Book Review by Dana Taylor
In June of 2015 I uncharacteristically spent over $2,000 to attend a Hay House Writer’s Conference on Maui featuring Dr. Wayne Dyer. An inner urgency compelled me to pony up the money on what felt like a very frivolous expenditure. I fought the impulse for quite a while and finally gave into the internal nagging and bought the tickets. Would I meet someone special? Would there be a career-making encounter?
Upon reflection these months later, the weekend was a soul-inspiring event when “you had to be there.” Wayne Dyer and Hay House President, Reid Tracy, sat in two comfy wingback chairs and casually chatted. Wayne was seventy-five years young. Truly, he seemed ageless. He was brilliant, funny, and wise, which you might expect from a man who’d been a celebrity for over 40 years. What I didn’t expect was his kindness and connection to people. Most of us build an invisible protective barrier around ourselves. It’s our natural state. We don’t look strangers in the eye. We fear intrusion into our personal space. Somewhere along the line, Wayne Dyer dropped his barrier. He embodied the meaning of “Namaste” ~ I bow to the Divine in you. He appeared to actually see the Divine spark in each individual. I wondered as I left the conference, How did he reach that level of awareness?
It made a profound impression on me. As did his unexpected passing a few weeks later on August 29th. As it turned out, that conference was my last chance to be in the presence of Wayne Dyer in this lifetime. After his death, Hay House provided deep discounts on his books and I purchased both the ebook and audio version of his autobiography, I Can See Clearly Now, which was his last solo manuscript.
It sat in my library several months, but I recently finished listening to Dr. Wayne recall the events that molded his life. I’d heard some of the stories at the conference, so it was like being in his presence again to hear the recording. Wayne wasn’t born a spiritual guru, although he was always brilliant and different from the pack. But he had his issues. He harbored deep anger and resentment toward the absentee father he never knew. His ego-driven early years brought success, but also stress and alcohol dependency. Yet, he always worked at improving himself.
“I am a teacher” was his over-riding life theme. In the 1970’s he brought pop-psychology to the masses with the bestselling book of the decade, Your Erroneous Zones. In the course of his life, he lectured around the world, helping people find their highest selves. His forty-one books were all hand written on legal pads and most hit the New York Times bestseller lists. He raised over 200 million dollars for Public Television through nine specials that he personally promoted at stations all across the country.
Those are the big achievements, but the most compelling parts of I Can See Clearly Now are the “Divine appointments.” Time and again, Wayne relates “lucky breaks” and “chance meetings” that changed the course of his life. Even his worst setbacks turned into learning and growing experiences. Besides being a great teacher, Wayne was a great seeker of truth and wisdom. That compulsion led him from philosophers like Thoreau to psychologists like Karl Jung and ultimately to great spiritual mystics–Christ, St. Francis, Lao Tzu, and Rumi. Wayne walked up a ladder of spiritual awakening his whole life.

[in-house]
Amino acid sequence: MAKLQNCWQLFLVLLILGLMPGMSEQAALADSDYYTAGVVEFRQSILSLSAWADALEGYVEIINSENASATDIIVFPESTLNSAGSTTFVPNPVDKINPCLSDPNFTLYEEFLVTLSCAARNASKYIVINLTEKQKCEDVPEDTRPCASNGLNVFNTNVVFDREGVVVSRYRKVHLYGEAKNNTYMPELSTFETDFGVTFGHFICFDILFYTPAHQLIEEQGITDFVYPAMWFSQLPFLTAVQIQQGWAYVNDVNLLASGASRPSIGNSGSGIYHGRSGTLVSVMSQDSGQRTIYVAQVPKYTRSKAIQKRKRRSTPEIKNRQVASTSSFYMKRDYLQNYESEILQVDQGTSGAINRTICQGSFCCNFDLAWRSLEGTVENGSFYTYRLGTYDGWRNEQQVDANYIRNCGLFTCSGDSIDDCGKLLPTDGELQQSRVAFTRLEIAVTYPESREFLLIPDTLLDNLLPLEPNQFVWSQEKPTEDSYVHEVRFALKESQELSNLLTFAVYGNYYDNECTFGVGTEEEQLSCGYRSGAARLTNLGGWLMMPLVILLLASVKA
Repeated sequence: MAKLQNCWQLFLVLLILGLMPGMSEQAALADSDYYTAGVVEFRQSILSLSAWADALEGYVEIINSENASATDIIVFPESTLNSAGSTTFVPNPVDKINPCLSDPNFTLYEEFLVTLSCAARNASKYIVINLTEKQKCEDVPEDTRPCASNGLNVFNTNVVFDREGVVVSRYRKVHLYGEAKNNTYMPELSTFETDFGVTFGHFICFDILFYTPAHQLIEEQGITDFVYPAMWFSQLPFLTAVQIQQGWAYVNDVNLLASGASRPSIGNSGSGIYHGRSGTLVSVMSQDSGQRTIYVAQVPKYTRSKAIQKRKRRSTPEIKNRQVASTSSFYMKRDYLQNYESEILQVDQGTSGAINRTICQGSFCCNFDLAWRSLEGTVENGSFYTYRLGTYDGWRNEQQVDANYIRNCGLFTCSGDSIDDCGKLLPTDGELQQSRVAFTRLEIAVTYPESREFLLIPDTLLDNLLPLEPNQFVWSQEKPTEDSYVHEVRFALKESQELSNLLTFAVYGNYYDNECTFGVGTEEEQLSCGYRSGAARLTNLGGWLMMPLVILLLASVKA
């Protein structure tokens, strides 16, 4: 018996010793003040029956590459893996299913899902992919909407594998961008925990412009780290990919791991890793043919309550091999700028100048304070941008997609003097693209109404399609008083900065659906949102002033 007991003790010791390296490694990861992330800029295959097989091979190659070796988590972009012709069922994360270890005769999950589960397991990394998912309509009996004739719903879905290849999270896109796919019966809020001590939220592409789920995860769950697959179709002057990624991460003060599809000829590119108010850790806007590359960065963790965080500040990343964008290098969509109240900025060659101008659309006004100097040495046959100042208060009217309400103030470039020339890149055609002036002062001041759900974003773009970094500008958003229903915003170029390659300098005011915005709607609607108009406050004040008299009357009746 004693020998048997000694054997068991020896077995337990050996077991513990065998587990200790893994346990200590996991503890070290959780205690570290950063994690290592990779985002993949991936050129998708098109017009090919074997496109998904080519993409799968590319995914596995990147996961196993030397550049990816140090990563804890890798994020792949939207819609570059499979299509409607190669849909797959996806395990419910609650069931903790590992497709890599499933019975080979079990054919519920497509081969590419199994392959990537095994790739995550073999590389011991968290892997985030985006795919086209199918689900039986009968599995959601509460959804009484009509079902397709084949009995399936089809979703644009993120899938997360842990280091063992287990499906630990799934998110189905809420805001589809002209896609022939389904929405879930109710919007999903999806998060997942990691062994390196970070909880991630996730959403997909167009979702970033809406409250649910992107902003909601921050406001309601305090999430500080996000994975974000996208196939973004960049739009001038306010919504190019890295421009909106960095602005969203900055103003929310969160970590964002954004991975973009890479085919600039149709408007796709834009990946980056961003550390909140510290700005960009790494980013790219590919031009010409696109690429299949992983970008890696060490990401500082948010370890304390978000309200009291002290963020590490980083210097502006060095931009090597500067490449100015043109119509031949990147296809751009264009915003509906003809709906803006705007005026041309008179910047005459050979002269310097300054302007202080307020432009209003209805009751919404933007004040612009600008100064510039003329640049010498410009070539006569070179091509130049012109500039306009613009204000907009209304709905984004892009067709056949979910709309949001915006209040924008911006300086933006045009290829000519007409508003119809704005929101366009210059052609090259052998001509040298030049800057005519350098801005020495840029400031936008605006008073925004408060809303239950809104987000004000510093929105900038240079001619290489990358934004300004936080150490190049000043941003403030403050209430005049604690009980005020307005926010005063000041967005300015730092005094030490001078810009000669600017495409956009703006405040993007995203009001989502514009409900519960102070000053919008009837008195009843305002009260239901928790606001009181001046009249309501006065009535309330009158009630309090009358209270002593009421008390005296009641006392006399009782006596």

Wayne received fame and fortune, but his focus was often on giving time and attention to others. At home, he fathered eight children, who obviously delighted him. After reading an article about a woman who been caring for a comatose daughter for twenty years, he sought her out and became a life-long friend. At one of his appearances he noticed a compelling African woman in the crowd and knew he needed to learn her story. Her name was Immaculee Ilibagiza, and she survived the massacres in Rwanda hiding in a bathroom with seven other women for 91 days. Wayne Dyer followed his internal guidance and encouraged her to tell her story to the world. He mentored and promoted her. He even gave her the title for her book, Left to Tell, which became a bestseller. A few years later, he read an amazing story of healing on a chat room website and contacted the young woman, Anita Moorjani, who had come back from near death with great spiritual insights. Once again, his intervention resulted in an inspiring story and message going from obscurity to global recognition. Moorjani wrote the bestseller Dying to Be Me and lectures around the world. Dyer was a living example of generosity in his personal and private life.
Many of the milestones in I Can See Clearly Now are Wayne’s books. He clearly loved the writing process and his prolific legacy is certainly enviable to anyone who has spent time wrestling with book writing. I remember a moment at the conference when he confessed the thrill at receiving the first copies of each book. They were his creative “children.”
By the end of his life, Wayne Dyer had made peace with his greatest struggles. He walked in High Awareness, listening to Spirit and reaching out in compassion to everyone he encountered. I can see clearly now that attending that conference gave me a wonderful example of one person who figured out how to live a life of passion and purpose.
I don’t think Dr. Wayne died, but rather ascended. He lived out his dharma and moved on. After his ashes were cast into the ocean, his family snapped a picture of the sea. If you look carefully, you’ll see the last “impression” of Wayne Dyer.
I Can See Clearly Now is an inspiring testament of a life well-lived.